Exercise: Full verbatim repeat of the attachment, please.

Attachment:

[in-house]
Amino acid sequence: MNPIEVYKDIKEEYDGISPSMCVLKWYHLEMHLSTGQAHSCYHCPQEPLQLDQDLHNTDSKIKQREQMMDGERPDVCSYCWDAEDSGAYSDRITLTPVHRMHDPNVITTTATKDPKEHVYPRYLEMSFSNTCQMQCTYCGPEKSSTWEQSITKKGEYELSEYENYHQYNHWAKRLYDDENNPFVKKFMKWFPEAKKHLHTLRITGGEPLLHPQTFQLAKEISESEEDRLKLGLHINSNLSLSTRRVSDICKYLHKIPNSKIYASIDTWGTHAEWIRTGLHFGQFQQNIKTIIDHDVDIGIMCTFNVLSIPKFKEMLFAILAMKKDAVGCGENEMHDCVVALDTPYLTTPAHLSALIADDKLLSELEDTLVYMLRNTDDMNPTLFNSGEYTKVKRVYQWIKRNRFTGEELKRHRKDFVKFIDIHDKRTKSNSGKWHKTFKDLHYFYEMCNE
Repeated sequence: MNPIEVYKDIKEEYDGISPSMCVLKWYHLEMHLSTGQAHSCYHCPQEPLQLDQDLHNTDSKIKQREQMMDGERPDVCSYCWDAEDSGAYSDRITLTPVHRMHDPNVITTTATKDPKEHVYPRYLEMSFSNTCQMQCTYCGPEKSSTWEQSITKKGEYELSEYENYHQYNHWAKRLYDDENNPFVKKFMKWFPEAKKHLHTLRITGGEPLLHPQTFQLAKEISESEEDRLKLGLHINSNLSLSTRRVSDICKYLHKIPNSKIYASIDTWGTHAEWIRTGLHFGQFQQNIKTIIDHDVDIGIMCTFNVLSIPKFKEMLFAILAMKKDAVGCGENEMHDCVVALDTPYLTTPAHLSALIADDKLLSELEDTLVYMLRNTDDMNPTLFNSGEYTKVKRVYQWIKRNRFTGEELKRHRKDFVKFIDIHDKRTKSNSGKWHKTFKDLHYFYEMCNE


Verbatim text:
[in-house]
Amino acid sequence: MNPIEVYKDIKEEYDGISPSMCVLKWYHLEMHLSTGQAHSCYHCPQEPLQLDQDLHNTDSKIKQREQMMDGERPDVCSYCWDAEDSGAYSDRITLTPVHRMHDPNVITTTATKDPKEHVYPRYLEMSFSNTCQMQCTYCGPEKSSTWEQSITKKGEYELSEYENYHQYNHWAKRLYDDENNPFVKKFMKWFPEAKKHLHTLRITGGEPLLHPQTFQLAKEISESEEDRLKLGLHINSNLSLSTRRVSDICKYLHKIPNSKIYASIDTWGTHAEWIRTGLHFGQFQQNIKTIIDHDVDIGIMCTFNVLSIPKFKEMLFAILAMKKDAVGCGENEMHDCVVALDTPYLTTPAHLSALIADDKLLSELEDTLVYMLRNTDDMNPTLFNSGEYTKVKRVYQWIKRNRFTGEELKRHRKDFVKFIDIHDKRTKSNSGKWHKTFKDLHYFYEMCNE
Repeated sequence: MNPIEVYKDIKEEYDGISPSMCVLKWYHLEMHLSTGQAHSCYHCPQEPLQLDQDLHNTDSKIKQREQMMDGERPDVCSYCWDAEDSGAYSDRITLTPVHRMHDPNVITTTATKDPKEHVYPRYLEMSFSNTCQMQCTYCGPEKSSTWEQSITKKGEYELSEYENYHQYNHWAKRLYDDENNPFVKKFMKWFPEAKKHLHTLRITGGEPLLHPQTFQLAKEISESEEDRLKLGLHINSNLSLSTRRVSDICKYLHKIPNSKIYASIDTWGTHAEWIRTGLHFGQFQQNIKTIIDHDVDIGIMCTFNVLSIPKFKEMLFAILAMKKDAVGCGENEMHDCVVALDTPYLTTPAHLSALIADDKLLSELEDTLVYMLRNTDDMNPTLFNSGEYTKVKRVYQWIKRNRFTGEELKRHRKDFVKFIDIHDKRTKSNSGKWHKTFKDLHYFYEMCNE